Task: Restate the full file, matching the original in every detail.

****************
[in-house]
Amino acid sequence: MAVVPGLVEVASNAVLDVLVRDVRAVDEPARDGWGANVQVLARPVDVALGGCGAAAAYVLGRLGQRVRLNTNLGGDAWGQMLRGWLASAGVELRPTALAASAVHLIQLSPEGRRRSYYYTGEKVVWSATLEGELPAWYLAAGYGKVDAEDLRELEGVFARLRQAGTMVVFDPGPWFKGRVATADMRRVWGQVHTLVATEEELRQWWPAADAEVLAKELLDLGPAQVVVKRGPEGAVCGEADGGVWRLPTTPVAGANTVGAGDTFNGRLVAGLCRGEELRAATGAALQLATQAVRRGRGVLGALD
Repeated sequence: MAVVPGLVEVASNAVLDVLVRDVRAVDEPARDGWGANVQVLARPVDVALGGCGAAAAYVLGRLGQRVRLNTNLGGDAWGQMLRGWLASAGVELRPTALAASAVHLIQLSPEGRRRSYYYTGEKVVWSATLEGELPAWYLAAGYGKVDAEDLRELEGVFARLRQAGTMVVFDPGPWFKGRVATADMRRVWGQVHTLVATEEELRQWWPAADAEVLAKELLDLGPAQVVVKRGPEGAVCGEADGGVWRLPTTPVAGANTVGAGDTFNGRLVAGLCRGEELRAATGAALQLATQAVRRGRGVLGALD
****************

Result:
[in-house]
Amino acid sequence: MAVVPGLVEVASNAVLDVLVRDVRAVDEPARDGWGANVQVLARPVDVALGGCGAAAAYVLGRLGQRVRLNTNLGGDAWGQMLRGWLASAGVELRPTALAASAVHLIQLSPEGRRRSYYYTGEKVVWSATLEGELPAWYLAAGYGKVDAEDLRELEGVFARLRQAGTMVVFDPGPWFKGRVATADMRRVWGQVHTLVATEEELRQWWPAADAEVLAKELLDLGPAQVVVKRGPEGAVCGEADGGVWRLPTTPVAGANTVGAGDTFNGRLVAGLCRGEELRAATGAALQLATQAVRRGRGVLGALD
Repeated sequence: MAVVPGLVEVASNAVLDVLVRDVRAVDEPARDGWGANVQVLARPVDVALGGCGAAAAYVLGRLGQRVRLNTNLGGDAWGQMLRGWLASAGVELRPTALAASAVHLIQLSPEGRRRSYYYTGEKVVWSATLEGELPAWYLAAGYGKVDAEDLRELEGVFARLRQAGTMVVFDPGPWFKGRVATADMRRVWGQVHTLVATEEELRQWWPAADAEVLAKELLDLGPAQVVVKRGPEGAVCGEADGGVWRLPTTPVAGANTVGAGDTFNGRLVAGLCRGEELRAATGAALQLATQAVRRGRGVLGALD